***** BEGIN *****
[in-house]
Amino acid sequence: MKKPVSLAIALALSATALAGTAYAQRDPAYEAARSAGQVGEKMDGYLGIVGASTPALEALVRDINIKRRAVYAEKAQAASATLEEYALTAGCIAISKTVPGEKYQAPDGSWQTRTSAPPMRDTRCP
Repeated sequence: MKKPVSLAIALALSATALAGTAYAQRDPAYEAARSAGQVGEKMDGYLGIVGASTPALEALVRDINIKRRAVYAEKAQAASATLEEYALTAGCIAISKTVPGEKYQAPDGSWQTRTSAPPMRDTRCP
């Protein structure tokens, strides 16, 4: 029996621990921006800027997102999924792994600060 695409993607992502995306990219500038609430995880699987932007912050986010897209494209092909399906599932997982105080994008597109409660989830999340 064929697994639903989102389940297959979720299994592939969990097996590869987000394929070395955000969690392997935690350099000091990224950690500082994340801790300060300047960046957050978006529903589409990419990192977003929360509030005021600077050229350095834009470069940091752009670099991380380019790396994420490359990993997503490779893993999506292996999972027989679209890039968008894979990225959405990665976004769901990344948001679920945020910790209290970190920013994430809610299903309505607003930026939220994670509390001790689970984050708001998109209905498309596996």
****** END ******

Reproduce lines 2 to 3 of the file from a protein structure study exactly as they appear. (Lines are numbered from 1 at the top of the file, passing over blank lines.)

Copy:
Amino acid sequence: MKKPVSLAIALALSATALAGTAYAQRDPAYEAARSAGQVGEKMDGYLGIVGASTPALEALVRDINIKRRAVYAEKAQAASATLEEYALTAGCIAISKTVPGEKYQAPDGSWQTRTSAPPMRDTRCP
Repeated sequence: MKKPVSLAIALALSATALAGTAYAQRDPAYEAARSAGQVGEKMDGYLGIVGASTPALEALVRDINIKRRAVYAEKAQAASATLEEYALTAGCIAISKTVPGEKYQAPDGSWQTRTSAPPMRDTRCP